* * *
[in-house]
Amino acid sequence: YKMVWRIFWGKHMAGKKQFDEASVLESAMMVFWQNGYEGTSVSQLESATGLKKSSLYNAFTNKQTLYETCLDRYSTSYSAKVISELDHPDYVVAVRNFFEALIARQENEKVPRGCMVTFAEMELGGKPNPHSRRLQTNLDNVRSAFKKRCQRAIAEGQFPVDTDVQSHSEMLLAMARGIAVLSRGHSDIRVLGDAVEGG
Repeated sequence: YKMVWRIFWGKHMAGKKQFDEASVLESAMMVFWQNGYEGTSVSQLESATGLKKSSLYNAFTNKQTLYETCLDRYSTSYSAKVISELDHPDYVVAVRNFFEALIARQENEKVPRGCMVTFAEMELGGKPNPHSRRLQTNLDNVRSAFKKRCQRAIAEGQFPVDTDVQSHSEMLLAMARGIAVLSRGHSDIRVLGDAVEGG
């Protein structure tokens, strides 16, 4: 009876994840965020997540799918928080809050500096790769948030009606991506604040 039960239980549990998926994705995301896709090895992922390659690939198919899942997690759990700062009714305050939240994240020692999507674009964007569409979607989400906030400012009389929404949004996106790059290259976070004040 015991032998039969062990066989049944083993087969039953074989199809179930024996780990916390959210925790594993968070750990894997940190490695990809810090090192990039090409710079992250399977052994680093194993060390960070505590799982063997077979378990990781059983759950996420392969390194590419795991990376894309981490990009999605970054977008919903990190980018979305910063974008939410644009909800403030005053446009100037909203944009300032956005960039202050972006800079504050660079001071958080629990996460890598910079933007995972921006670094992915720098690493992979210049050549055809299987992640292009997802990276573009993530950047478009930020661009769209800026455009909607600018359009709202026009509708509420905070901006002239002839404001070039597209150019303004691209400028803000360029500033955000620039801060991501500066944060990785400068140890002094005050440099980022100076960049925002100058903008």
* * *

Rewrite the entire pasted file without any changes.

[in-house]
Amino acid sequence: YKMVWRIFWGKHMAGKKQFDEASVLESAMMVFWQNGYEGTSVSQLESATGLKKSSLYNAFTNKQTLYETCLDRYSTSYSAKVISELDHPDYVVAVRNFFEALIARQENEKVPRGCMVTFAEMELGGKPNPHSRRLQTNLDNVRSAFKKRCQRAIAEGQFPVDTDVQSHSEMLLAMARGIAVLSRGHSDIRVLGDAVEGG
Repeated sequence: YKMVWRIFWGKHMAGKKQFDEASVLESAMMVFWQNGYEGTSVSQLESATGLKKSSLYNAFTNKQTLYETCLDRYSTSYSAKVISELDHPDYVVAVRNFFEALIARQENEKVPRGCMVTFAEMELGGKPNPHSRRLQTNLDNVRSAFKKRCQRAIAEGQFPVDTDVQSHSEMLLAMARGIAVLSRGHSDIRVLGDAVEGG
């Protein structure tokens, strides 16, 4: 009876994840965020997540799918928080809050500096790769948030009606991506604040 039960239980549990998926994705995301896709090895992922390659690939198919899942997690759990700062009714305050939240994240020692999507674009964007569409979607989400906030400012009389929404949004996106790059290259976070004040 015991032998039969062990066989049944083993087969039953074989199809179930024996780990916390959210925790594993968070750990894997940190490695990809810090090192990039090409710079992250399977052994680093194993060390960070505590799982063997077979378990990781059983759950996420392969390194590419795991990376894309981490990009999605970054977008919903990190980018979305910063974008939410644009909800403030005053446009100037909203944009300032956005960039202050972006800079504050660079001071958080629990996460890598910079933007995972921006670094992915720098690493992979210049050549055809299987992640292009997802990276573009993530950047478009930020661009769209800026455009909607600018359009709202026009509708509420905070901006002239002839404001070039597209150019303004691209400028803000360029500033955000620039801060991501500066944060990785400068140890002094005050440099980022100076960049925002100058903008």